Feb 22, 2020
Yesterday in the beginning chapters of Leviticus, we heard about burnt offerings and grain offerings. In the first chapter, did you happen to notice how many things were being done by the person bringing the offering, not the priest?
Andrew Bonar states about
“There is no book in the whole compass of that inspired Volume which the Holy Spirit has given us, that contains more of the very words of God than Leviticus. It is God that is the direct speaker in almost every page; His gracious words are recorded in the form wherein they were uttered.”
Note this in our reading in Leviticus today: By and large, the sacrificial system was set up to forgive unintentional sins. (Some small exceptions will be noted in tomorrow’s reading in Leviticus.) It is good to draw a distinction— as the book of Hebrews does, between unintentional and intentional sins. Each of us should feel uncomfortable because each of us can look back and remember sins we committed intentionally. Let us make the firm commitment to never trample upon our Savior’s kindness by sinning intentionally. But we can praise the Lord for this verse spoken by Paul in Acts 13:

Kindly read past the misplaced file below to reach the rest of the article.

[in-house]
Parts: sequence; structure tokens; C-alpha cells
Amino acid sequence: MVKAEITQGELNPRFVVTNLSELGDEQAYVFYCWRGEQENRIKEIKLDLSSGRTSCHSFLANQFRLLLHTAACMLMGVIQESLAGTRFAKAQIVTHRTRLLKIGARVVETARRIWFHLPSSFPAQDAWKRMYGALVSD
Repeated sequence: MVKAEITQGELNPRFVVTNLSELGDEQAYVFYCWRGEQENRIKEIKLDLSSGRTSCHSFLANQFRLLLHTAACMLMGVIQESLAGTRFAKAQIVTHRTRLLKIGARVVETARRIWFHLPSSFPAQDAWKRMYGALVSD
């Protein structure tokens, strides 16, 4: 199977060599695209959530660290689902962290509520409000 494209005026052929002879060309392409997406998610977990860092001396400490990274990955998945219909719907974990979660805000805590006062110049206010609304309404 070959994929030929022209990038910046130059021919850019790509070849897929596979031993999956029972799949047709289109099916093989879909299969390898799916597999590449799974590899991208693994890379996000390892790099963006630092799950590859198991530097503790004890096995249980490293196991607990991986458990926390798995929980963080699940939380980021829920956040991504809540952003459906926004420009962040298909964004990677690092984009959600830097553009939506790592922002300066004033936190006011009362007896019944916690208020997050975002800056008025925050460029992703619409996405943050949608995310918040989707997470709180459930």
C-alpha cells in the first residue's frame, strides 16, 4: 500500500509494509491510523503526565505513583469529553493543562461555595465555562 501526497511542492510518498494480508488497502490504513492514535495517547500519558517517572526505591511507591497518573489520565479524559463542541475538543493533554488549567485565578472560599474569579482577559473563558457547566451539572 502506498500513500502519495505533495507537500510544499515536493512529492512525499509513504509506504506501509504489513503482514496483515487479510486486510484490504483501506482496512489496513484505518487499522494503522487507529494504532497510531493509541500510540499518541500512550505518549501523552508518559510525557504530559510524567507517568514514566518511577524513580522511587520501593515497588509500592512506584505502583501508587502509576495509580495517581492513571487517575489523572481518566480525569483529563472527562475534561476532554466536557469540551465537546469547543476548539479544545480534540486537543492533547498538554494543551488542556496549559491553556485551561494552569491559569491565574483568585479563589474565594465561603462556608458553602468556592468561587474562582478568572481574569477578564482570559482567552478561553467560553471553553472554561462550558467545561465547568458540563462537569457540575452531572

38-39 NET “Therefore let it be known to you, brothers [and sisters//0], that through this one forgiveness of sins is proclaimed to you, and by this one everyone who believes is justified from everything from which the law of Moses could not justify you.”
Psalm 11 is a song of trust in the Lord.
Yesterday we read the parable of the sower or different kinds of soil. Jesus taught about the importance of hearing and doing what is in God's Word, and that was echoed again when his mother and brothers came to see him.